Magnetic resonance imaging of the brain in the past and electroencephalograms (EEGs) while asymptomatic were normal. An EEG in the immediate recovery phase obtained after one of his severe hypoglycemic episodes, showed mild generalized background slowing but no epileptic discharges. Computed tomography of the head showed mild atrophic changes. His electrocardiogram revealed sinus tachycardia when he was agitated. A complete blood count, chemistries (other than blood sugars), and liver function tests were normal.
Valproic acid (VPA) was prescribed at a dose of 500 mg twice a day, with subsequent control of the episodes of profound hypoglycemia and complicating migraines. He experienced no side effects from VPA and continues improved after 20 months of follow-up.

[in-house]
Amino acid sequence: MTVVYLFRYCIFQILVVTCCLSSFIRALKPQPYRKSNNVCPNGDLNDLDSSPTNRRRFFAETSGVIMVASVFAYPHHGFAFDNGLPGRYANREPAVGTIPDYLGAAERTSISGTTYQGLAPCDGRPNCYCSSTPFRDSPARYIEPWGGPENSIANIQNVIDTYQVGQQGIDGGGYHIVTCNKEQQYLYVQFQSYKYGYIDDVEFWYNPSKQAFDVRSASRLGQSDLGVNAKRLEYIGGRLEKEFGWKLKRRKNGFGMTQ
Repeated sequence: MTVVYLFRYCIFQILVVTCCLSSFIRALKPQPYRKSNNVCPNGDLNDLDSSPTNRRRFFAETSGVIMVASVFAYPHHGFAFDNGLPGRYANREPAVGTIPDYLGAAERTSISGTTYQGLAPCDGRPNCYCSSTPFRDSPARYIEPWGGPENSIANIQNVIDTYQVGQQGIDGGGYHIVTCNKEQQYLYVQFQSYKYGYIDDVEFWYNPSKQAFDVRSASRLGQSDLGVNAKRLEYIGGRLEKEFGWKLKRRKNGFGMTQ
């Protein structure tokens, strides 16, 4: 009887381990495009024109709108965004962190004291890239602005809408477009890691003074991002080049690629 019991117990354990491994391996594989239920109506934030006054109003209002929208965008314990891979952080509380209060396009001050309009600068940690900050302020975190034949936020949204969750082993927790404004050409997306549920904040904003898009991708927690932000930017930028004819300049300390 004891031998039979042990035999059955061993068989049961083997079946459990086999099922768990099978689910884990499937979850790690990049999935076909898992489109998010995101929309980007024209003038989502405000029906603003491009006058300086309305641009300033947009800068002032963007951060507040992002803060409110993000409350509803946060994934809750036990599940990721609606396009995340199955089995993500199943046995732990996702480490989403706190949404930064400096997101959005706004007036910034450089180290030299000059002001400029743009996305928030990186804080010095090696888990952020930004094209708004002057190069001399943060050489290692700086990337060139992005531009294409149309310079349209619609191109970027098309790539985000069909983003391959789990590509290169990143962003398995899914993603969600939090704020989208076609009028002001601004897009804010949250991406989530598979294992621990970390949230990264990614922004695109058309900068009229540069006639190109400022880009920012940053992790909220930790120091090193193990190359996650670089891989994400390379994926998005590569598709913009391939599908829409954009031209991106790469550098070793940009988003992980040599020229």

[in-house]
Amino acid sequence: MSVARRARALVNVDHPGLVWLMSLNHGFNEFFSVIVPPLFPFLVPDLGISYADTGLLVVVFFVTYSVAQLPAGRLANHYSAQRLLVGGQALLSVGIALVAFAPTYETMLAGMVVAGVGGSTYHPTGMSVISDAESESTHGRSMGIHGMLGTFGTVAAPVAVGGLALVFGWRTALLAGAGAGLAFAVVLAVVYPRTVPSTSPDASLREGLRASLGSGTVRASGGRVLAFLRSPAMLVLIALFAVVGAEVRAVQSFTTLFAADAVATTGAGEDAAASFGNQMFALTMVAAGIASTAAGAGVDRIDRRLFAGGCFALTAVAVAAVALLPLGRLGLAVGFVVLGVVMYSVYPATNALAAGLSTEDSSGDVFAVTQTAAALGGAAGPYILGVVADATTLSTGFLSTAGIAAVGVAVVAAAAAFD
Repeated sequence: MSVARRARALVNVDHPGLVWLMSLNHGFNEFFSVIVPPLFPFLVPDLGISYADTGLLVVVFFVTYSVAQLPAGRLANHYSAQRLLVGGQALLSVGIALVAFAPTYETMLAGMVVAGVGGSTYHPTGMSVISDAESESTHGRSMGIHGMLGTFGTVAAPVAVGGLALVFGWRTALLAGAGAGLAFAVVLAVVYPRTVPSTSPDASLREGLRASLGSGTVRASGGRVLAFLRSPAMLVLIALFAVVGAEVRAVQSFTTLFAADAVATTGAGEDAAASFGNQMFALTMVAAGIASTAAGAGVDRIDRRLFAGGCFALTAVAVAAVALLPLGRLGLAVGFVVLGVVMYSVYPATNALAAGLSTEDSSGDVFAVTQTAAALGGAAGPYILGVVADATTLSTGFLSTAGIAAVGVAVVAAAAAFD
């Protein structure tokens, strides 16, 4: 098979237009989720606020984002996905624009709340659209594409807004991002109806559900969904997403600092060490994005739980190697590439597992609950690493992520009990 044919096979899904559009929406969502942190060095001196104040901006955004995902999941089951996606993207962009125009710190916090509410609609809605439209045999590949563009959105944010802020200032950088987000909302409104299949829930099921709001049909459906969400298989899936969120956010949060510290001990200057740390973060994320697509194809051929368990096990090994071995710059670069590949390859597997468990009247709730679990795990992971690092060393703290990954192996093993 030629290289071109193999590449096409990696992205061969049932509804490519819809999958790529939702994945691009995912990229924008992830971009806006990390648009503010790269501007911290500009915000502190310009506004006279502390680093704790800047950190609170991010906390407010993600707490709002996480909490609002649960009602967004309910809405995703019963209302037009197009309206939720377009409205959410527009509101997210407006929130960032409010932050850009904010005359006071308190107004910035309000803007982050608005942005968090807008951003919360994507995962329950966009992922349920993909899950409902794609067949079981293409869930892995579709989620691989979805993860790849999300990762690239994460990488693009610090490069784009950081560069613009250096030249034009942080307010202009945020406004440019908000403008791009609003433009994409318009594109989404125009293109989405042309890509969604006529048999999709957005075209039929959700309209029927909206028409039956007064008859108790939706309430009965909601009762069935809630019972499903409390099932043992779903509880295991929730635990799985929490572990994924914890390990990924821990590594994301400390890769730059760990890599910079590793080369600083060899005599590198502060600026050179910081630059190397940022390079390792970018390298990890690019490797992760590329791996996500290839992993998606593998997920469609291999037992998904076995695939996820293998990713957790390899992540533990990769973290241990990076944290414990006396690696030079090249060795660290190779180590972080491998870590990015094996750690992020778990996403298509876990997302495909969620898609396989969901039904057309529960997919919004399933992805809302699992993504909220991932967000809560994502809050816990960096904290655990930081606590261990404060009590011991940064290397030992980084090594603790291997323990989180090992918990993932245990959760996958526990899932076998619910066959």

The pathogenesis of headache in diabetic patients is unknown. Hypoglycemia is a suspected mechanism since fasting may trigger headaches, especially in those with headache.3 Furthermore, headache is a recognized “malaise” symptom of hypoglycemia and diabetic patients with nocturnal hypoglycemia secondary to iatrogenic evening insulin overdose complain of headache on arousal.4,5 Blau and Pyke determined, however, that hypoglycemia was a precipitant of migraine only in some persons with diabetes; in the majority of their patients, diabetes had no influence on their migraine.6 In a similar fashion, Pearce found that insulin-induced hypoglycemia produced migranous symptoms in only 2 of 20 migraineurs in his series, confirming that simple or uncomplicated hypoglycemia is not the universal precipitant of headache in fasting controls, migraineurs, and diabetic patients.7 Alternative explanations for the occurrence of glycemia-sensitive headaches (“hypoglycemic” headache) include rapidly falling blood sugar levels even if within the reference range, flat or low glucose tolerance curves between 2 consecutive hourly readings, and blunted response to glucagon-induced hyperglycemia.8,9 In support of the first mechanism, a high-protein, low-carbohydrate diet with frequent meals (the so-called hypoglycemic diet) may improve the severity and frequency of headaches in those patients exhibiting transient or relative hypoglycemia on the glucose tolerance test.8 Finally, in discussing the possible role of glycemia in precipitating headaches in diabetic and nondiabetic patients, and migraineurs, it must be remembered that peripheral venous hypoglycemia may occur even with normal brain glucose levels and that diabetic patients have regional differences in their cerebral blood flow and glucose utilization.10,11